March 31st, 2020

Daily Market Commentary

Canadian Headlines

  • Canadian equities bounced higher Monday afternoon as investors saw glimmers of optimism in efforts to deliver rapid virus testing. The S&P/TSX Composite Index rose 2.8%. Ten of eleven sectors advanced, with real estate being the only laggard. Quebec-based Cominar Real Estate Investment Trust dropped 11% after withdrawing guidance amid the spread of coronavirus. Energy stocks shook off weakness in crude prices, with oil-sands producers including MEG Energy Corp., Canadian Natural Resources Ltd. and Suncor Energy Inc. all up double-digits. Oil tumbled to an 18-year low as coronavirus lockdowns cascaded through the world’s largest economies, while Western Canadian Select fell below $4 earlier Monday.
  • Millions of Canadians may soon find themselves unable to pay their bills as the Covid-19 shutdown puts them out of work, with no certainty to when normal activity will resume. A new survey by Nanos Research Group for Bloomberg News shows that nearly one in five Canadians are at risk of missing a major payment in the next four weeks. That includes payments for a mortgage, loan, rent or credit card. Those 18 to 34 years old are the most vulnerable, with 26% saying they are prone to missing payments.

World Headlines

  • European stocks climbed on the final day of their worst quarter on record, boosted by signs of stabilization in the coronavirus outbreak in Italy. The Stoxx Europe 600 Index was up 0.9% as of 12:21 p.m. London time, halving earlier gains and on track to post its biggest quarterly slide since since the creation of the index in 1998. The majority of the 19 industry groups advanced, led by oil stocks and travel and leisure shares — the worst hit in the rout since late February.
  • U.S. index futures fluctuated on Tuesday while European stocks headed for a fifth increase in six sessions amid debate over whether the market meltdown has ended given the continued spread of the coronavirus. Treasuries and the dollar advanced. S&P 500 contracts turned from losses to gains overnight as political leaders contemplate a fourth round of stimulus, but they struggled to stay in the green. Oil producers Exxon Mobil Corp. and Occidental Petroleum Corp. jumped in the premarket as crude rebounded after a three-day slump. Signs of a recovery across equities worldwide have arrived at the end of their worst quarter since 2008. That puts investors at a crossroads, questioning whether extraordinary stimulus by countries and central banks can counter further retrenchment of firms and consumers as the outbreak spreads. New York City, which is emerging as the new epicenter of the pandemic, reported a 16% increase in deaths in six hours. Italy and the Netherlands are considering extending lockdowns, and Spain’s 849 deaths were the most in one day for the country.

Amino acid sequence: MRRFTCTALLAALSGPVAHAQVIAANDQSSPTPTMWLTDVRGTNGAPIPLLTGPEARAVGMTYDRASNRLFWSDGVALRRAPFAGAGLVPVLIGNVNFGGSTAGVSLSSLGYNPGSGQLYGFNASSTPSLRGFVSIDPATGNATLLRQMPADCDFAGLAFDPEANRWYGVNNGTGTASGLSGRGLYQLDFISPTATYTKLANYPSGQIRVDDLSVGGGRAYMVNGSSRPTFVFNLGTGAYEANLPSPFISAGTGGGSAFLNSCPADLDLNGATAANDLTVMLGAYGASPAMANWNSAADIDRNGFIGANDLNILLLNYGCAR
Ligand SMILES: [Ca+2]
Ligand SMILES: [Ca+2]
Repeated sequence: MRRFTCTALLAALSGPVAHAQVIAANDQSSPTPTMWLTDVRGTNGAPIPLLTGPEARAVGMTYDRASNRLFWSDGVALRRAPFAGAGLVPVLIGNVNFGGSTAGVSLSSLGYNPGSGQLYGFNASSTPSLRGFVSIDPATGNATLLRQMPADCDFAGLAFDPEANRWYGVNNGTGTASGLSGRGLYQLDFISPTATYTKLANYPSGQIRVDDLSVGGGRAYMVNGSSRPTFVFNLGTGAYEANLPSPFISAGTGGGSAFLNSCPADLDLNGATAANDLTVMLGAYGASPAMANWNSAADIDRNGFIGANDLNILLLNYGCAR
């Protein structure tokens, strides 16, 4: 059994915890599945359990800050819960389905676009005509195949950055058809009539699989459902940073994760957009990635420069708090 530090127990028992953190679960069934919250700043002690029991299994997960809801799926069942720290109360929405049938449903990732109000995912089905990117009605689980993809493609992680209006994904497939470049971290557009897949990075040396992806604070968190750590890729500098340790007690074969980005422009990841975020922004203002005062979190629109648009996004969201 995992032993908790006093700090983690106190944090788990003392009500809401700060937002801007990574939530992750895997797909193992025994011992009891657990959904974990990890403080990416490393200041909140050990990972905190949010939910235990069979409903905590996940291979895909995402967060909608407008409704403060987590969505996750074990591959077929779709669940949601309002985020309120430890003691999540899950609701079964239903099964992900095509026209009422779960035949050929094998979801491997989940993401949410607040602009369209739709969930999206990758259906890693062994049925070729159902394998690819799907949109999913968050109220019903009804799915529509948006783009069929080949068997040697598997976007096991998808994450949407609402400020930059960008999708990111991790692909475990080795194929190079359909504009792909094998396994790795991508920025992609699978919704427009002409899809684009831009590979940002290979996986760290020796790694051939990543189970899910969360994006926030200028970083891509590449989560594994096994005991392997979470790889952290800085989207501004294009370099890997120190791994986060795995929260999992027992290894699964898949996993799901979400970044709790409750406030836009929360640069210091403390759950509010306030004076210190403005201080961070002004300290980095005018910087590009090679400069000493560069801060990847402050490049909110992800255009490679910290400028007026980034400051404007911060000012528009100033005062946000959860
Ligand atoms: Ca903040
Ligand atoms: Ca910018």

• Equities were mixed in Asia, where China had stronger-than-anticipated manufacturing data. A measure of European corporate-credit stress eased. The dollar rose at least 1% versus the euro and three other major peers. The yen sank as the end of Japan’s fiscal year brought positioning adjustments. The ruling party proposed the country’s biggest-ever stimulus package worth 60 trillion yen ($554 billion).
  • Oil clawed back some losses as Chinese manufacturing data beat expectations, but futures were still heading for the worst quarter on record as the physical market showed further signs of collapse. Futures in New York were higher on Tuesday but crude is still down 65% since the end of December. While Brent and West Texas Intermediate futures are holding up above $20 a barrel, in the world of physical crude, where traders buy and sell actual barrels, prices continue to be in freefall. The price difference between where the paper market trades and the physical market has widened to reach multi-decade highs in some cases, suggesting that financial flows are supporting the futures market.
  • Gold is heading for a sixth straight quarterly gain, the longest stretch since 2011, as investors clamor for the traditional haven amid concerns the coronavirus pandemic is set to send the global economy into recession. It’s been a volatile month as the unfolding health crisis roiled world markets, prompting some investors to sell gold to raise cash to cover losses elsewhere, while global supply chain disruptions created a squeeze in futures as sellers’ capacity to meet commitments to deliver bullion was thrown into doubt. With that crunch easing, traders are now weighing the effectiveness of measures aimed at mitigating the economic hit from the virus.
  • Remote-work software maker Citrix Systems Inc. is the best performing stock in the S&P 500 this year as investors bet shuttered offices will help deliver lasting benefits. Citrix shares have jumped 32% in 2020 to a record, beating out popular coronavirus picks like Regeneron Pharmaceuticals Inc. and Clorox Co. The stock is up 41% in March, on track for its best month since 2003. Citrix’s software allows employees to securely access their employer’s networks when working outside the office. For the 31-year-old company in the midst of transitioning to a subscription model and more cloud-based offerings, the timing is critical.
  • The U.K. government is facing renewed calls to speed up testing of patients and health care workers for the coronavirus, as the outbreak spreads. Ministers and officials were challenged on Monday to explain why they said 10,000 tests were being carried out every day but only 7,000 people had received them. The concerns over testing rates came after a week of lockdown measures, which officials suggested were starting to make a difference to slowing the spread of the virus. “People will rightly say, why wasn’t this all in place?” Transport Secretary Grant Shapps told BBC radio on Tuesday when challenged on why the U.K. is lagging other countries on testing. “The unprecedented nature, the global nature of this, and the pressures everyone’s aware of on the NHS, means to scale this up it’s literally been a military-scale operation,” he said, adding that three new testing centers have just opened to boost capacity.